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Home / Books / It’s a life I wanted, I chose it: Madhur Jaffrey

It’s a life I wanted, I chose it: Madhur Jaffrey

For actor-author Madhur Jaffrey age is just a number. The 85-year-old is not ready to retire. Instead, she recently appeared in a video, and earlier this month released her 30th cookbook – Instantly Indian Cookbook: Modern and classic recipes for the Instant Pot

books Updated: May 25, 2019 17:58 IST
Aseem Chhabra
Aseem Chhabra
Hindustan Times
Actor-author Madhur Jaffrey at the New York restaurant Saar.
Actor-author Madhur Jaffrey at the New York restaurant Saar. (Photo by Aseem Chhabra)

At the age of 85, most people would slow down, go on cruise vacations and spend time with their grandchildren. But Madhur Jaffrey, the New York-based grande dame of Indian cooking, who has opened up the intricate world of Indian food to generations of people in the west, author and an actress who won a Silver Bear at the Berlinale for her first film – Shakespeare Wallah – in 1965, is showing no signs of retiring.

“What is retirement?,” she asks seated in the buzzing Indian restaurant Saar, located in Manhattan’s theatre district. “Retirement is when you get pension and you do nothing. Why would you want to do nothing?”

Earlier this month Jaffrey released her 30th cookbook – Instantly Indian Cookbook: Modern and classic recipes for the Instant Pot. The Instant Pot is a modern day electric pressure cooker – first introduced in 2010 in Canada, with electronic buttons and settings for different kinds of foods. The market is flooded with cookbooks for the Instant Pot. Already some clever authors have cashed into this booming market with books on cooking Indian food using the pot. But Jaffrey took her time, tested her recipes using the pot. And she acknowledges that the Instant Pot is not a miracle cooking machine.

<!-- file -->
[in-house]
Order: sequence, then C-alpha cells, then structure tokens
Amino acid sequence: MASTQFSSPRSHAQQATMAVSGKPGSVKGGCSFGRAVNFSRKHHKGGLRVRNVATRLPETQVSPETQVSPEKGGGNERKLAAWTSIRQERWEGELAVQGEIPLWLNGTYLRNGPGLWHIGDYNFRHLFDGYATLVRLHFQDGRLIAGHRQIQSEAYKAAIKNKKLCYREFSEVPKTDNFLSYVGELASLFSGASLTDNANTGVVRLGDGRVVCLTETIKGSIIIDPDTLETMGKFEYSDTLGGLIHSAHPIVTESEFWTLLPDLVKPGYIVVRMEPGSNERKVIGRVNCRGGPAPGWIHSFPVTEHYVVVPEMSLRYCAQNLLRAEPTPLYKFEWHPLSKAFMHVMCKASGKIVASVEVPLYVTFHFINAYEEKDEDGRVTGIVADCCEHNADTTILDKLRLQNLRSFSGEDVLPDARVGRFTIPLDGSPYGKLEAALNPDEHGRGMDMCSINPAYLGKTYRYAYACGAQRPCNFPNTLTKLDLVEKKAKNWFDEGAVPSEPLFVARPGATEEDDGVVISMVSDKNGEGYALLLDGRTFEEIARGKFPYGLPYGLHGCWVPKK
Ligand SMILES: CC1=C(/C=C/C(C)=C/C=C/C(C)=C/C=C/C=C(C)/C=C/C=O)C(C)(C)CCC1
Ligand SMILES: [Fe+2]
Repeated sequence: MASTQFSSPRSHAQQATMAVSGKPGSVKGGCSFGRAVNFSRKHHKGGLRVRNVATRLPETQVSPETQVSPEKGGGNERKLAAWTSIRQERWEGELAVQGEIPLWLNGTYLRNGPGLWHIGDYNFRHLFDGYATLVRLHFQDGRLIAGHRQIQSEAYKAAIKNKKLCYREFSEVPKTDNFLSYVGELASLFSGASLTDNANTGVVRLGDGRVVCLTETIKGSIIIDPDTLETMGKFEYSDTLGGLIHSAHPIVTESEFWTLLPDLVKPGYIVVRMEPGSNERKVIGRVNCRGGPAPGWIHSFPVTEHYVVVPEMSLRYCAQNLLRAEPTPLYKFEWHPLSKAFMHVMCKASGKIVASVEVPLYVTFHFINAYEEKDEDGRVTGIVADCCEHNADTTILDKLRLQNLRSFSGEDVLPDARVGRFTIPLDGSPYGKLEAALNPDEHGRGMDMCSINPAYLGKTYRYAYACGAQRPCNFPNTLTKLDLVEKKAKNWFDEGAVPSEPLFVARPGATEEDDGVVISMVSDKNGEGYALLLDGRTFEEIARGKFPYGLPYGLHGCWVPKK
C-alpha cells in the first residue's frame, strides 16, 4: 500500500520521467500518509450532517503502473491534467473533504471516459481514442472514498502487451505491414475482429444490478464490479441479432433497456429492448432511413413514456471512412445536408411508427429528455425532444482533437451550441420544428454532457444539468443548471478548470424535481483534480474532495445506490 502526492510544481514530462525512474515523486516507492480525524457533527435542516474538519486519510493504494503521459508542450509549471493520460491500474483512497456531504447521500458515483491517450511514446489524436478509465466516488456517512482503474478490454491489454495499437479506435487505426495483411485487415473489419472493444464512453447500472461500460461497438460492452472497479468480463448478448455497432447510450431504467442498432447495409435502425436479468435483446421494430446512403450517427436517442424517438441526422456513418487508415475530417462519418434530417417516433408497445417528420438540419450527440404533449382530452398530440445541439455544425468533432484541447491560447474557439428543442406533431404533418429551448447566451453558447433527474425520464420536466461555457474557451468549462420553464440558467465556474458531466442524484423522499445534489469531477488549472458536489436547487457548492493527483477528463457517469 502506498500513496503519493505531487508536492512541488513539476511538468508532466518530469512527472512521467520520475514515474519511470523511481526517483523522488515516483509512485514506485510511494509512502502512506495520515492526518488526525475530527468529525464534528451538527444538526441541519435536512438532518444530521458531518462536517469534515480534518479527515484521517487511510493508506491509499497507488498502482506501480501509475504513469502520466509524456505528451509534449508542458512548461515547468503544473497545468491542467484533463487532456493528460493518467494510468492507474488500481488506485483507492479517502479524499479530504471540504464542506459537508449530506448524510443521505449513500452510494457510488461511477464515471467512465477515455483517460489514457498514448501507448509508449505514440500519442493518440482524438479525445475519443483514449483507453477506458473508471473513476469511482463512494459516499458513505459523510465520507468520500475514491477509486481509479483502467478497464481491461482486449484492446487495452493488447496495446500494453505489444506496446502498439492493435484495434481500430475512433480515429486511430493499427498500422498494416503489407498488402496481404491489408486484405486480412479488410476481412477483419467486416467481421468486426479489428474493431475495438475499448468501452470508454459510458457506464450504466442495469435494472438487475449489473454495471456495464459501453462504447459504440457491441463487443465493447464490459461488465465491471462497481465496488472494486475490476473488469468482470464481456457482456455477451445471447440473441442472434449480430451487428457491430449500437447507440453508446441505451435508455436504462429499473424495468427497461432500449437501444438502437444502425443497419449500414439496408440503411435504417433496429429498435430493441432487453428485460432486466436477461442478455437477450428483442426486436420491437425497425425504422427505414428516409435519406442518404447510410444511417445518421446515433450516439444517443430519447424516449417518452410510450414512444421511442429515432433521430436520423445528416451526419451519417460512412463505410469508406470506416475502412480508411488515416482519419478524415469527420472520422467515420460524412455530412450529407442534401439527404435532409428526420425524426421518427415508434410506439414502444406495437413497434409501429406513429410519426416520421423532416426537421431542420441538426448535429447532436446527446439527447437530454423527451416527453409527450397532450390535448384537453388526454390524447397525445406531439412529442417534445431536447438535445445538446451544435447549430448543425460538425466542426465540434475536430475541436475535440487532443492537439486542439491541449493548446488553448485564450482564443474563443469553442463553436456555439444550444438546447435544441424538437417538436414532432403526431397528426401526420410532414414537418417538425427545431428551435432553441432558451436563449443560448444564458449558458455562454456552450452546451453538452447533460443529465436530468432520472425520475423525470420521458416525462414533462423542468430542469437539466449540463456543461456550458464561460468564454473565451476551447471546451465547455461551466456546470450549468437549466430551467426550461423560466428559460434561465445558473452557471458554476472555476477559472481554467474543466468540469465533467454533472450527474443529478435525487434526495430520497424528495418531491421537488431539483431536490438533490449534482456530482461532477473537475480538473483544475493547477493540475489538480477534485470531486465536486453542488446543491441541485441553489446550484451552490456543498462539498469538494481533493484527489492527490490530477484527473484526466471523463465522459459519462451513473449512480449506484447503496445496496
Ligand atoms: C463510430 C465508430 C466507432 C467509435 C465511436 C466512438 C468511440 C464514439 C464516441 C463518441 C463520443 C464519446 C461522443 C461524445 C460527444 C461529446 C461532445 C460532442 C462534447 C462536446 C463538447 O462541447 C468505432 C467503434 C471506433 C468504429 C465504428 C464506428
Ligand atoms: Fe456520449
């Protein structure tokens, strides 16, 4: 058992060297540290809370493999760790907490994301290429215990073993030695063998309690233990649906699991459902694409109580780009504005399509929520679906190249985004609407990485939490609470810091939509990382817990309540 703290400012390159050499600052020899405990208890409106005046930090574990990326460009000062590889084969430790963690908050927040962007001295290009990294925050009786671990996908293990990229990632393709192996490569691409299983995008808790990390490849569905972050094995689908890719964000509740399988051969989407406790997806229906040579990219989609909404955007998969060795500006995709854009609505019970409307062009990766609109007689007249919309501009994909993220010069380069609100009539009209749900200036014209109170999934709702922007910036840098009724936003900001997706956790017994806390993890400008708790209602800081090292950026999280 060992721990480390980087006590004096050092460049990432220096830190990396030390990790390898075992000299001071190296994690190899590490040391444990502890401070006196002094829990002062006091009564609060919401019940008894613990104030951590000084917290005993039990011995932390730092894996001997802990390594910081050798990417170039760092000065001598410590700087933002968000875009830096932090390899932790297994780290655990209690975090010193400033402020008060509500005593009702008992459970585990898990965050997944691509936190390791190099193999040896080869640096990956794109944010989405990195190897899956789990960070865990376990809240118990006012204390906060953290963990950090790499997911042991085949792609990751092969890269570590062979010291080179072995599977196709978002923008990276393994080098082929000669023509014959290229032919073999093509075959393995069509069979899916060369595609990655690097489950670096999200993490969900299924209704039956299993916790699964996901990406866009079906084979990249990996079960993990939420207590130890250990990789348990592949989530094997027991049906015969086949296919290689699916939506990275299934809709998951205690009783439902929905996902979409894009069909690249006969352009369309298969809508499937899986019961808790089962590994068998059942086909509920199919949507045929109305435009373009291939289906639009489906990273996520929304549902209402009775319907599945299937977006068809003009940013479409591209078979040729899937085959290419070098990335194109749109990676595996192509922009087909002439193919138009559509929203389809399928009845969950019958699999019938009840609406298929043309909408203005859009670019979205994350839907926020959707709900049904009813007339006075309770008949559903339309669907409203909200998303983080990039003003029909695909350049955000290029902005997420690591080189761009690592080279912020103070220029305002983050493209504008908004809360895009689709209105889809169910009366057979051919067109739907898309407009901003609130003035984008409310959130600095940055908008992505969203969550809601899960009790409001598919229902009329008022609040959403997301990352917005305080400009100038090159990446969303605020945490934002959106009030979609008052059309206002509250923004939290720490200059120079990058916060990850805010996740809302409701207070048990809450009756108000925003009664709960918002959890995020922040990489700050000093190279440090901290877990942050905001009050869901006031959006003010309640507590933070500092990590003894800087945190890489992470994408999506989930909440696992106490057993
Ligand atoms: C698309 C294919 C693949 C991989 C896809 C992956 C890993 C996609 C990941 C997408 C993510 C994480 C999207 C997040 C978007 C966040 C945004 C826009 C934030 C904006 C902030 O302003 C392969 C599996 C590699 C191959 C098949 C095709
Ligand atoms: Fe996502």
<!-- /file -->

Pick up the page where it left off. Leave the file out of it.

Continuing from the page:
There has to be a trial and error period, she warns. “You have to work with the pot, play with it to get perfect results,” she says. “I didn’t want my gobi or my fish to be overdone.” In any case many Indian dishes require some basic steps before the Instant Pot is put to use. Rice, for instance has to be soaked and drained before it is cooked in the pot. “Nahin to bilkul al dente aati hai, aur kaun Hindustani al dente rice khata hain?” (Otherwise it comes al dente, and which Indian eats al dente rice?)”

Fifty years ago she began giving cooking lessons in New York City and writing cookbooks (she started working on her first book An Invitation to Indian Cooking in 1969) because she says she was getting “awful acting jobs.” Writing was a necessity for her since she had to support her three young daughters after her divorce from the late actor Saeed Jaffrey. Later she had a popular cooking show on BBC.

After all these years she still has this grandmotherly approach in speaking to her readers, many of whom might be attempting to cook Indian food for the first time.